• the type of service the participants received (called a ‘service type’), and
  • which clients were present on that date.

Under the partnership approach a session is where a SCORE outcome is recorded and can also include referral information.

This is an overview of the process to capture data through the Data Exchange portal. Instructions on how to complete each of these steps are contained in the e-Learning modules on the Data Exchange website.

Task cards for each step are also available to assist if required.

The steps are:

  • Add/find a client or Add/find a case – These 2 steps are interchangeable. New clients would need to be set up first before adding to the Case. 
  • Create/ add a session.
  • Add a SCORE.
  • Review your data to ensure you have captured the required information. You can do this through the Organisation Overview report and the Organisation Data Quality report.
  • Learning Modules on using the reports are also available on the Data Exchange website.

We will now have a look at the extended data collected through the partnership approach. This includes extended demographic information and SCORE data.

The partnership approach is where an organisation agrees to collect an extended data set of outcomes-focused information in return for access to additional reports.

This is an extended dataset comprising of:

  • additional client demographic details (Homeless indicator through to NDIS eligibility), and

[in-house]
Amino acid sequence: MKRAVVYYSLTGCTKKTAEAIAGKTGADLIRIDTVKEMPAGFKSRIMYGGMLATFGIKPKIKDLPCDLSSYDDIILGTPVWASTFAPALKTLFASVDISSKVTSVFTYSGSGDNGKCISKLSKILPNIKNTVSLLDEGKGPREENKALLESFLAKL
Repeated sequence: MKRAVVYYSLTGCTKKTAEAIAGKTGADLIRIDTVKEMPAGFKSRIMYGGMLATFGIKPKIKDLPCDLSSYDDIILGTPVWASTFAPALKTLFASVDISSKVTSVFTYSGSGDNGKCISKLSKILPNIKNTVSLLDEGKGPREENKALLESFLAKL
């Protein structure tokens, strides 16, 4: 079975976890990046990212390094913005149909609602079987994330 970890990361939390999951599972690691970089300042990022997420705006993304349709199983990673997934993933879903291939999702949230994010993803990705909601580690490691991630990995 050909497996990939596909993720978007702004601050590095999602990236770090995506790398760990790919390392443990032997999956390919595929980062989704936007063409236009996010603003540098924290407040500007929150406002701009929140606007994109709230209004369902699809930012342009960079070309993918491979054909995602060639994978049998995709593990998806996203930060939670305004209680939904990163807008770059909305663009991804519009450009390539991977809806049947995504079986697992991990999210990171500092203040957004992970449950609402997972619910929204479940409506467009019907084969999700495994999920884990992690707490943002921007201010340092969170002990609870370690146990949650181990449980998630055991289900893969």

• client needs and referral reasons (reason for seeking assistance and referrals to other services), and most importantly
  • SCORE or outcomes data on the impacts of services that clients are accessing.

Unless specified in your grant agreement and program guidance information, the extended data set items are optional. This means that organisations can collect any of these additional items if they are relevant to the program that they are delivery.

For example, for an organisation delivering a program to reduce homelessness, the ‘Homeless indicator’ may be collected and reported on. Or if you are delivering a program aimed at assisting aged care clients to remain independent and living at home, you might want to collect ‘Household composition’.

If delivering a financial program you might want to collect’ Main source of income’, ‘Approximate gross income’ and ‘Income frequency’. Organisations delivering settlement services programs might want to collect ‘Month / Year of first arrival in Australia’ or ‘Visa type’ and ‘Ancestry’. Or you might want to collect the reason the client sought assistance or the reason you have referred the client to other services.

You are also able to collect and report the ‘Service setting’ and ‘Assessed by’ fields in relation to how and where outcomes data is collected.

The Service setting is the place it took place such as at the organisation’s premise, the clients home, was it over the phone, a mobile service, or at another location and the relationships between participants and the client (so a family member, support person). This provides additional context on what happened in the delivery of a service.

As mentioned, these items may be optional or some may be required for your activity. These items can be collected at any time or for any client. Obviously the more data you collect the more data is visible in your reports.

The most important part of the partnership approach data is the outcomes data collected through SCORE.

SCORE, the Data Exchange outcomes framework, supports consistent outcomes measurement through four components that are relevant to the range of programs reporting in the Data Exchange.

SCORE includes a standard set of outcome domains to help report the difference programs are making to a client's life.